Ok, so there was a small delay in the posting of this second article. One could blame that delay on the WotLK. Or, better yet, one could blame it on Death Knights, which have become my go-to whipping boys for anything that's wrong or inconvenient with the game, or with life in general. Or, even better still, one could blame one's self, and take personal responsibility. Pish posh. I'll blame Blizzard. I wanted to include example macros in these articles as much as I could. When patch 3.0.2 hit, they moved macros onto the server. In the process, they dropped many existing macros. My fancy boxing macros are gone :-( So, I'll apologize on behalf of Blizzard (*) for the lack of substantial macro examples in the next two articles.
- Part 1: Two toons, one healbot
- Part 2: Three toons, one lvl 70, two babies along for the XP ride
- Part 3: Two toons, seamlessly joined up and working together as if two humans were playing
Three toons, one lvl 70, two babies along for the XP ride
Pretty basic situation here, play your level 70, put your babies on /follow, and go to town. This is only really useful for power leveling. Doing this technique, I had babies following for 60 levels, without even allocating their talents or giving them action bars. I'd put both their mounts on one action button, /follow Amava macro on another button, and maybe drag a heal onto the action bar if they were a healing class. Obviously, the toons weren't in very playable shape during this process, but whatever, they were only grinding XP not actually playing.
As the dungeons got tougher, I added in some macros to easily buff my pet, since she was tanking lots and lots of mobs. BRD has some 7-pulls that were dicey at times because lowbies pull aggro by simply showing up in the room, and a Mark of the Wild, Thorns, and Blessing of Might thrown on Condoleezza (and then Bubbles after the patch) made a nice little boost to her ability to hold aggro and consequently, allow me to burn them down fast enough for her to survive the pull.
I've done this on one computer/one monitor, two computers/two monitors, and two computers/three monitors.
Playing three WoW's on a single 24 inch monitor was kinda brutal. Using keyclone's maximizer, I setup Amava's window to be most of the viewable screen, and each baby would have her own small window along the right hand side of the screen. Eye strain was bad. However, my little mule of a PC easily handled all three versions fully maxed out on visual and sfx settings.
So, then I put the two babies on the laptop, next to the main computer.
Much easier on the eyes, and a little simpler, since I didn't use any keyclone on the main computer at all. Keyclone was used on the laptop to allow for single button /follow or mounting for both babies.
On the laptop, I use keyclone, but I don't use the maximizer feature for this, I simply start up WOW and allow keyclone to recognize the program name (wow.exe) and spray key presses out to both wow's.
For true fun, and nerdy paradise, I also rigged up another monitor to the laptop. Windows Vista easily allows you to expand your desktop to span across both monitors, so I'd fire up one WoW in windowed mode, drag it to the other monitor, and then fire up the second WoW and leave it in place on the laptop's native display.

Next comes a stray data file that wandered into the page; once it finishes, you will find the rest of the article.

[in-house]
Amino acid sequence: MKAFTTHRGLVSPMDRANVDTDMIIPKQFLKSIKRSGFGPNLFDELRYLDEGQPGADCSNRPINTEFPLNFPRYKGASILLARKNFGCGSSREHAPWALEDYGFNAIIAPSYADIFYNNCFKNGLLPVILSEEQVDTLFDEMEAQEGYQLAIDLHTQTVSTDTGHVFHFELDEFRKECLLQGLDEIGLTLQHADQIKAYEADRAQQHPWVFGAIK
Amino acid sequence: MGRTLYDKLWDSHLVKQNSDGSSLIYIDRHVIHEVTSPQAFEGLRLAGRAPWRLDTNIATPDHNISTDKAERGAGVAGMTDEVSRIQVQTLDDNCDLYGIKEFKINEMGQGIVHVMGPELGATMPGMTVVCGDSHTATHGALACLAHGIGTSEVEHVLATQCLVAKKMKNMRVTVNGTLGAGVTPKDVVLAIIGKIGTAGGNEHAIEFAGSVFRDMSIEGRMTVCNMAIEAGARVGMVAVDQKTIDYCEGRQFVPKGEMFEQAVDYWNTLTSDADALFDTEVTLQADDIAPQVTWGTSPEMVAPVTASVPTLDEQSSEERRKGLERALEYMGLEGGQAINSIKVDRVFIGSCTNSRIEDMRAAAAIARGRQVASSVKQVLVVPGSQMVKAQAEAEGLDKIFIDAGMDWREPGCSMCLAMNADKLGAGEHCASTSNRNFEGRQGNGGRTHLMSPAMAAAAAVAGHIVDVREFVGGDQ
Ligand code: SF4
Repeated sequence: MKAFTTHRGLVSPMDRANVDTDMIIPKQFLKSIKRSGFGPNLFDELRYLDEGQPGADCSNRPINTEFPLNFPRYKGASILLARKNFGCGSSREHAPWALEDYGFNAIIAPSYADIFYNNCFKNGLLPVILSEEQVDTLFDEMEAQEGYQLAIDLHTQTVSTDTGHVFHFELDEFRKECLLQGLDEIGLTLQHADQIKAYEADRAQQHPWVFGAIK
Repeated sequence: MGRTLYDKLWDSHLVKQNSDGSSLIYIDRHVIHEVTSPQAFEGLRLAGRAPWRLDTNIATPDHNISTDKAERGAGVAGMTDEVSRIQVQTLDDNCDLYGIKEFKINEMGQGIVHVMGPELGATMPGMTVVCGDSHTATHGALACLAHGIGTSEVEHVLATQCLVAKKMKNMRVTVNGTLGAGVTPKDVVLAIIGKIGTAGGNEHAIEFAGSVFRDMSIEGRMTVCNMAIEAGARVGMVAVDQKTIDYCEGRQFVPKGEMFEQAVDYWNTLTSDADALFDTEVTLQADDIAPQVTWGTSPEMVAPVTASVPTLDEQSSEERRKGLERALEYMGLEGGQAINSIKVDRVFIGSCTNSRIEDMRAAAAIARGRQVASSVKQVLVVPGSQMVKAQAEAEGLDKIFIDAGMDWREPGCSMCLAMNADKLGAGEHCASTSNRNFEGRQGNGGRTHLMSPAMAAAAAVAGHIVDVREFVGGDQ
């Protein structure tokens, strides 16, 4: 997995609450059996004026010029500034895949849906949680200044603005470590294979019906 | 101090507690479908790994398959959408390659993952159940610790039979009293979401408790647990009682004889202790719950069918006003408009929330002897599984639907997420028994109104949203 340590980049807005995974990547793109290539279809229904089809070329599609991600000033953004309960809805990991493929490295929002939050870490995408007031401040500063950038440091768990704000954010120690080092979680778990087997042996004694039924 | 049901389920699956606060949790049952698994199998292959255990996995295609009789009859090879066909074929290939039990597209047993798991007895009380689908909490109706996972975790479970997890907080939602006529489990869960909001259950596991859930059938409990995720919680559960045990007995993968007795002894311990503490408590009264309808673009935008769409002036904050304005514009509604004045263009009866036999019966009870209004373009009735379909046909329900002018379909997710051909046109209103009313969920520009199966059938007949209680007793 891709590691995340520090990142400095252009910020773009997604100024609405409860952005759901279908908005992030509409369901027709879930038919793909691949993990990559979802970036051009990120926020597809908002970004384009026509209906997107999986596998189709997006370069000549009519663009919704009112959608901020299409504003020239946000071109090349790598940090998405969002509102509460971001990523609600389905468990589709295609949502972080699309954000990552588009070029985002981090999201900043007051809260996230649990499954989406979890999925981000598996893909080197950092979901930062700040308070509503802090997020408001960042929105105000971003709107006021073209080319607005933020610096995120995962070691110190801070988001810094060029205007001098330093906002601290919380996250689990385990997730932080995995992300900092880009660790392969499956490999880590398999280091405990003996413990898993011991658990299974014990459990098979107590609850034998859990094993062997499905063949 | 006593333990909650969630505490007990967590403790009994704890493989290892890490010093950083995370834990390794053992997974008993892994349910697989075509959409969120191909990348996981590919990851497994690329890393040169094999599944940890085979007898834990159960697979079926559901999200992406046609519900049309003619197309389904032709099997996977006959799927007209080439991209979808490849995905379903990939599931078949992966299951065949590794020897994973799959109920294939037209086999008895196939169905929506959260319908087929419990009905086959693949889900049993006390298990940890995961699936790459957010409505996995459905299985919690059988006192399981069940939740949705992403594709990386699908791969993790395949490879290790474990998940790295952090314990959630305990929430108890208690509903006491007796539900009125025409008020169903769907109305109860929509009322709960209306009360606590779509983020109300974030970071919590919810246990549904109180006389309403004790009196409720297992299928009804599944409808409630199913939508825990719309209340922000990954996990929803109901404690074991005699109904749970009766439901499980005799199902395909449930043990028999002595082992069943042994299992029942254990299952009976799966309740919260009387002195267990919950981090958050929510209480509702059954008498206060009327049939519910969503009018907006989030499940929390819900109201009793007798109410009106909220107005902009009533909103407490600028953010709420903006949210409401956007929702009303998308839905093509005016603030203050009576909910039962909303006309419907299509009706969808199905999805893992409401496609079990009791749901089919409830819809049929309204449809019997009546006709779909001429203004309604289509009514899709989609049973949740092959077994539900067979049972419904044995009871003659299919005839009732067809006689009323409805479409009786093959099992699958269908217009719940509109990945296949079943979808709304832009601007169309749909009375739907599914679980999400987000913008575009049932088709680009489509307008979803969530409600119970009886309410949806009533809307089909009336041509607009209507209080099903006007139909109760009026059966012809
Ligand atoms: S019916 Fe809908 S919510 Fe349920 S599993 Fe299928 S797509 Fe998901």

Having all three large screen monitors next to eachother, each with its own toon running is quite a sight to behold. Especially when one of the toons shows up naked for no reason.
Standard disclaimer applies: those baby toons were useless other than for following and leeching up all available XP. Most of the talent points and class training was totally ignored up until level 50 or so, unless there was a specific spell I was going for (rez, ftw). Managing quests was a little bit of a pain in that I'd have to use the baby toons for looting quest items. I only did that during some of the dungeon runs, but generally just got the 300% XP from the RAF bonus, rather than doing too much questing.
Note about following
Picture this. A level 70 with two level 30's following. Mounted.
Unless you want to leave the babies far behind in the dust, you better remember to mount up on your non-epic land mount, which prior to patch 3.0.2, you had to search your bank bags unti you actually found your non-epic mount.
And, make sure you don't install your Riding Crop, which Outfitter is setup to do automatically.
I didn't want to fiddle with Outfitter, since I wanted to ensure my Riding Crop was properly equipped while I was playing without the babies. However, it became royally tedious to remember to unequip the damn crop every time I mounted, so I wrote a macro to make the process easier. Hit it once to mount up (at which point Outfitter will automatically don the crop), and once mounted, hit it again to equip the Bloodlust Brooch which will doff the crop and allow you to run with your babies.
If you find yourself slowly pulling away from your babies while traveling mounted, first check your trinkets to be sure you don't accidentally have a crop or a carrot equipped, and then if you're still pulling away, check your talents. You might have a talent that gives a slight boost to mounted travel speed. Pain in the tush to keep stopping every 30 yards or so to let the babies catch up.
That wraps up Part 2 of the series.
In the next installment, I'll go back to the world of playing two toons, of equal level, but instead of pure healbot, the secondary toon gets much more fully integrated into the action.
(*) Editor's Note: The author of this blog has no authority what-so-ever to make any statements on behalf of Blizzard, or any corporation for that matter. If you've got time to kill, go scour Blizzard's various websited to read for yourself about their official policy regarding Amava's qualifications to make statements on their behalf. Let me know if you find anything.